You are here

NFIB Study: Small Business Optimism Slips Again

Inflation, labor continues to challenge business owners

WASHINGTON — According to findings from the latest Small Business Economic Trends survey by the National Federation of Independent Business (NFIB), small-business owners are still not feeling optimistic in the current economic environment. The NFIB’s Optimism Index decreased 0.1 points in October to 90.7, marking the 22nd month below the 50-year average. The last time the Optimism Index was at or above the average was December 2021.

 “This month marks the 50th anniversary of NFIB’s small business economic survey,” said NFIB Chief Economist Bill Dunkelberg. “The October data shows that small businesses are still recovering, and owners are not optimistic about better business conditions. Small-business owners are not growing their inventories as labor and energy costs are not falling, making it a gloomy outlook for the remainder of the year.”

Key findings from the study include:

  • Twenty-two percent of owners reported that inflation was their single most important problem in operating their business, down one point from last month.
  • Owners expecting better business conditions over the next six months was unchanged from September at a net negative 43% (seasonally adjusted).
  • Forty-three percent (seasonally adjusted) of owners reported job openings that were hard to fill, unchanged from September and remains historically very high.
  • A net negative 17% of all owners (seasonally adjusted) reported higher nominal sales in the past three months, down nine points from September and the lowest reading since July 2020.
  • Seasonally adjusted, a net 24% plan to raise compensation in the next three months, up one point from September.
  • The frequency of reports of positive profit trends was a net negative 32%, down eight points from September.

The NFIB’s monthly jobs report found that a seasonally adjusted net 17% of owners plan to create new jobs in the next three months. Overall, 61% of owners reported hiring or trying to hire in October. Of those hiring or trying to hire, 90% of owners reported few or no qualified applicants for the positions they were trying to fill.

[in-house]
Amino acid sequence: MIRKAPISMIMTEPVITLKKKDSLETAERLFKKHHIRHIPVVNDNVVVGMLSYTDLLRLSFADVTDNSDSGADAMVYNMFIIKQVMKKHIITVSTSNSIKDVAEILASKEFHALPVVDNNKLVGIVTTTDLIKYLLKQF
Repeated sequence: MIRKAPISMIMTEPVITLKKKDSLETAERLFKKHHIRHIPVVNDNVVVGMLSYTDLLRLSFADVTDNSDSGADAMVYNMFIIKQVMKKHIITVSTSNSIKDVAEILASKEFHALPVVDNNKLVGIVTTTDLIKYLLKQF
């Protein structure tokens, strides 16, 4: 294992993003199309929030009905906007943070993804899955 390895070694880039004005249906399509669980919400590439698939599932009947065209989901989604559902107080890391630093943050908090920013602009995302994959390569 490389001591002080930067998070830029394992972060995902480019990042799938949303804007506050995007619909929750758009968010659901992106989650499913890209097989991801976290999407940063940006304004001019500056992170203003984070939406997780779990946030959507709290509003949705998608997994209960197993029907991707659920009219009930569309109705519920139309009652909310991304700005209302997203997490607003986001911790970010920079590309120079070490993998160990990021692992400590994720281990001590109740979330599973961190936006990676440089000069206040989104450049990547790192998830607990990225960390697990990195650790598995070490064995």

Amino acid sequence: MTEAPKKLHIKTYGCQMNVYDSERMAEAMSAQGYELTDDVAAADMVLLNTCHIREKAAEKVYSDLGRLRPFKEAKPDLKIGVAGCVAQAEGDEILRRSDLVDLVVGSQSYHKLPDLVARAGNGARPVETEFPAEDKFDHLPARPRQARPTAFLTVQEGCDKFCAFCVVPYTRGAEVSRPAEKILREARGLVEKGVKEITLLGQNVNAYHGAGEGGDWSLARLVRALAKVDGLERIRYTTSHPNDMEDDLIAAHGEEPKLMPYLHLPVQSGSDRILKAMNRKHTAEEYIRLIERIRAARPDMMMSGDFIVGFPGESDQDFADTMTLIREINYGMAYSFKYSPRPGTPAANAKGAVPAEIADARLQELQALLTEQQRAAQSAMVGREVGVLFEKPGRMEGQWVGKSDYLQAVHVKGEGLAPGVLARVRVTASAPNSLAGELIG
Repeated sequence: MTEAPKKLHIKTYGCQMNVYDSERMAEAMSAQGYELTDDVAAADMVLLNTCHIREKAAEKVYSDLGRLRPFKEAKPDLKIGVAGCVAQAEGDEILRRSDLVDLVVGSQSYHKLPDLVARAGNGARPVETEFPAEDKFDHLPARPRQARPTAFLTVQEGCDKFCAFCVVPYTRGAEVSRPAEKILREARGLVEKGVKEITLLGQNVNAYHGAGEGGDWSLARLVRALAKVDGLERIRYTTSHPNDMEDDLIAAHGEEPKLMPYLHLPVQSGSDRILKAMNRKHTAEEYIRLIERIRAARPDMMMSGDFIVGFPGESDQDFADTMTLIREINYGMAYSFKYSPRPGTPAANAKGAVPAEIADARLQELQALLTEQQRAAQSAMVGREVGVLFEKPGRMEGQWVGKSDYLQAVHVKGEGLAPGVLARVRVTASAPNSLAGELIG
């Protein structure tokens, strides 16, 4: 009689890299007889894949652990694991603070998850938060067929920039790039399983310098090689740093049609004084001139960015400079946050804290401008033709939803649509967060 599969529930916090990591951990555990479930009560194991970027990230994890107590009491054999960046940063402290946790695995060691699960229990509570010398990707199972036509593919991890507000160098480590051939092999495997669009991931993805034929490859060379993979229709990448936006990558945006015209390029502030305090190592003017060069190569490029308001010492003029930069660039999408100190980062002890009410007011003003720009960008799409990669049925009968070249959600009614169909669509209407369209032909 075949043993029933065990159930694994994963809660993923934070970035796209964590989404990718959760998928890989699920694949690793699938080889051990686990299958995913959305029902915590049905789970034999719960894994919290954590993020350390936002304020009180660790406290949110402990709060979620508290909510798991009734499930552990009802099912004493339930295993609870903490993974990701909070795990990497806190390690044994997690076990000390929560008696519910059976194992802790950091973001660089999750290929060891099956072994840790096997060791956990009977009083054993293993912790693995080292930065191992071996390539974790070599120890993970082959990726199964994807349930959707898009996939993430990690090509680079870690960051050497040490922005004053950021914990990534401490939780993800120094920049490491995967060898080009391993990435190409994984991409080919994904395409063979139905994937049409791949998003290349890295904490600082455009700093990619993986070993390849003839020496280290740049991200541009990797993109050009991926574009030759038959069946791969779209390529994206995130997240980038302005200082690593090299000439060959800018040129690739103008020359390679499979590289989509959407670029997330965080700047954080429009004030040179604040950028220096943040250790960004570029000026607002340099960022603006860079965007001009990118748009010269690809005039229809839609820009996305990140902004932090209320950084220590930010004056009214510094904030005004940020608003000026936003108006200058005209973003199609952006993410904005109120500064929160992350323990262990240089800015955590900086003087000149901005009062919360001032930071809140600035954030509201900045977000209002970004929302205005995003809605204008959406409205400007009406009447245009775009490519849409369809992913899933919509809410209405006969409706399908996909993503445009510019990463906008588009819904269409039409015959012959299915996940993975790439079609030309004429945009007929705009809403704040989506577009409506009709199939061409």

Seasonally adjusted, a net 36% of owners reported raising compensation, unchanged from September. A seasonally adjusted net 24% of owners plan to raise compensation in the next three months, up one point from September. Nine percent cited labor costs as their top business problem and 23% said that labor quality was their top business problem.

A net negative 17% (seasonally adjusted) of all owners reported higher nominal sales in the past three months, down nine points from September and the lowest reading since July 2020. The net percent of owners expecting higher real sales volumes improved three points to a net negative 10%.

The net percent of owners raising average selling prices increased one point from September to a net 30% seasonally adjusted. Twenty-two percent of owners reported that inflation was their single most important problem in operating their business, down one point from last month.

The NFIB also reported that 57% of owners reported capital outlays in the last six months, unchanged from September. Of those making expenditures, 37% reported spending on new equipment, 24% acquired vehicles, and 18% improved or expanded facilities. Twelve percent spent money on new fixtures and furniture and 7% acquired new buildings or land for expansion. Twenty-four percent of owners plan capital outlays in the next few months.

The NFIB Research Center has collected Small Business Economic Trends data with quarterly surveys since the fourth quarter of 1973 and monthly surveys since 1986. Survey respondents are randomly drawn from NFIB’s membership. The report is released on the second Tuesday of each month. This survey was conducted in October 2023.

 

Study: Third of Small-Business Owners List Inflation as Biggest Problem

Have a question or comment? E-mail our editor Dave Davis at [email protected].